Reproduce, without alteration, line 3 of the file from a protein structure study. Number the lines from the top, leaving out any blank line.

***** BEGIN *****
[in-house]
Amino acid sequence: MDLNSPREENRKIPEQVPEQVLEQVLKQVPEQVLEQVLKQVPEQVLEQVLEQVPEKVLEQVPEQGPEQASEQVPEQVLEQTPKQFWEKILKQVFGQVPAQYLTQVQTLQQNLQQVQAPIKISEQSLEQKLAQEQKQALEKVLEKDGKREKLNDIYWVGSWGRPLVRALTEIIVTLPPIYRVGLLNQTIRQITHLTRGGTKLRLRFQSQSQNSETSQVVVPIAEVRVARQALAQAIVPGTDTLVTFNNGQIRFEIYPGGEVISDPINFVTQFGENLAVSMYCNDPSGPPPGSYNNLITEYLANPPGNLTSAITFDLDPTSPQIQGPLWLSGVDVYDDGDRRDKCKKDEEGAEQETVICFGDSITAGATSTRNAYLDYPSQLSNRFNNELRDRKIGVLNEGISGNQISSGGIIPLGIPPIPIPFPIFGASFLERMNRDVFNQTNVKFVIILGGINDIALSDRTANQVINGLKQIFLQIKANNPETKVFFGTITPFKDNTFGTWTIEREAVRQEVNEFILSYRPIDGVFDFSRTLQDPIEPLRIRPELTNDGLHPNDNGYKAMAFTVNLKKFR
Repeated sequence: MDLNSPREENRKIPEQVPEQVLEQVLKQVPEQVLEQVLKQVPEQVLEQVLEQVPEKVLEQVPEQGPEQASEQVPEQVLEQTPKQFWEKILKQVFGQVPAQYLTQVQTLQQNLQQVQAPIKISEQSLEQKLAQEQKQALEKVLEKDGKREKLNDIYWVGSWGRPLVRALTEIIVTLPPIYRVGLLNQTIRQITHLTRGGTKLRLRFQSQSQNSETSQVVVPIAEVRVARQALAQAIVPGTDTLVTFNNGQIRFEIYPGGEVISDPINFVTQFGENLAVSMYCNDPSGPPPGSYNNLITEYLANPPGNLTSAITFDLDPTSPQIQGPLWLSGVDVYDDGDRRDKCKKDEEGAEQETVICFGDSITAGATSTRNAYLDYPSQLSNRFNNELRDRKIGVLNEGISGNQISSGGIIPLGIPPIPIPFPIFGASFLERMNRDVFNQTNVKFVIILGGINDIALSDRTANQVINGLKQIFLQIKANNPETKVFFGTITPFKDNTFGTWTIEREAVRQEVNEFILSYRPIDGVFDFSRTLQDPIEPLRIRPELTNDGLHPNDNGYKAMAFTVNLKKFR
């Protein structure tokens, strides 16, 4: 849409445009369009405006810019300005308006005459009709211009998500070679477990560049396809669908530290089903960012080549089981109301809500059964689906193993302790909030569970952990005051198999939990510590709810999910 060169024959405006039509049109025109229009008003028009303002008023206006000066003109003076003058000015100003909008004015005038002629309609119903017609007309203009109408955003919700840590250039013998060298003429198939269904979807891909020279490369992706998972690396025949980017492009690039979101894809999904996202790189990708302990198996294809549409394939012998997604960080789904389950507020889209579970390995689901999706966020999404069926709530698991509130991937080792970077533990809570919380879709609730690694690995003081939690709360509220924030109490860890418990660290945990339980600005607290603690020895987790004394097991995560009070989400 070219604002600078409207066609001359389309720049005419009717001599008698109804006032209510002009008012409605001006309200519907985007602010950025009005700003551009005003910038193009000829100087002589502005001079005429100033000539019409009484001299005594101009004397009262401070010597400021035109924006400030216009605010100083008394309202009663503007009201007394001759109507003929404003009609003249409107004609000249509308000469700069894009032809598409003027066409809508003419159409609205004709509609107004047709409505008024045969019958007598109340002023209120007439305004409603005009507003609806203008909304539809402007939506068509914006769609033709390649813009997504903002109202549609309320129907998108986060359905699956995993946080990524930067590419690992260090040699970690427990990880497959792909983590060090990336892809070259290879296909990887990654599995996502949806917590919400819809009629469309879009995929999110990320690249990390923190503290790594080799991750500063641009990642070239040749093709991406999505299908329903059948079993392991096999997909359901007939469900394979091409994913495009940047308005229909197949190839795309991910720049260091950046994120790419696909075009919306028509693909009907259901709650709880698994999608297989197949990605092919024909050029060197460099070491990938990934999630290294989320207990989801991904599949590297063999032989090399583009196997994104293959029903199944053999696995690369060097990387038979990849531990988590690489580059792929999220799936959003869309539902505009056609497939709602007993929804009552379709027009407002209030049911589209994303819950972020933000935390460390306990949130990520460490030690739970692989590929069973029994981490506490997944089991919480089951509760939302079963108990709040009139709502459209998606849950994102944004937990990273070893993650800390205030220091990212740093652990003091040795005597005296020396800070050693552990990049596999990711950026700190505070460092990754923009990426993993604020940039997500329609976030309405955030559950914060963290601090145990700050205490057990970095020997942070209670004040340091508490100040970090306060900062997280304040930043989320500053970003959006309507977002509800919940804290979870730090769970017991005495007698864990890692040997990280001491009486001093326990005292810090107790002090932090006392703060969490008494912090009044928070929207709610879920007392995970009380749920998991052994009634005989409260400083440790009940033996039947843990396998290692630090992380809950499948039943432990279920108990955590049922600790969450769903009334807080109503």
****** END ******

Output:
Repeated sequence: MDLNSPREENRKIPEQVPEQVLEQVLKQVPEQVLEQVLKQVPEQVLEQVLEQVPEKVLEQVPEQGPEQASEQVPEQVLEQTPKQFWEKILKQVFGQVPAQYLTQVQTLQQNLQQVQAPIKISEQSLEQKLAQEQKQALEKVLEKDGKREKLNDIYWVGSWGRPLVRALTEIIVTLPPIYRVGLLNQTIRQITHLTRGGTKLRLRFQSQSQNSETSQVVVPIAEVRVARQALAQAIVPGTDTLVTFNNGQIRFEIYPGGEVISDPINFVTQFGENLAVSMYCNDPSGPPPGSYNNLITEYLANPPGNLTSAITFDLDPTSPQIQGPLWLSGVDVYDDGDRRDKCKKDEEGAEQETVICFGDSITAGATSTRNAYLDYPSQLSNRFNNELRDRKIGVLNEGISGNQISSGGIIPLGIPPIPIPFPIFGASFLERMNRDVFNQTNVKFVIILGGINDIALSDRTANQVINGLKQIFLQIKANNPETKVFFGTITPFKDNTFGTWTIEREAVRQEVNEFILSYRPIDGVFDFSRTLQDPIEPLRIRPELTNDGLHPNDNGYKAMAFTVNLKKFR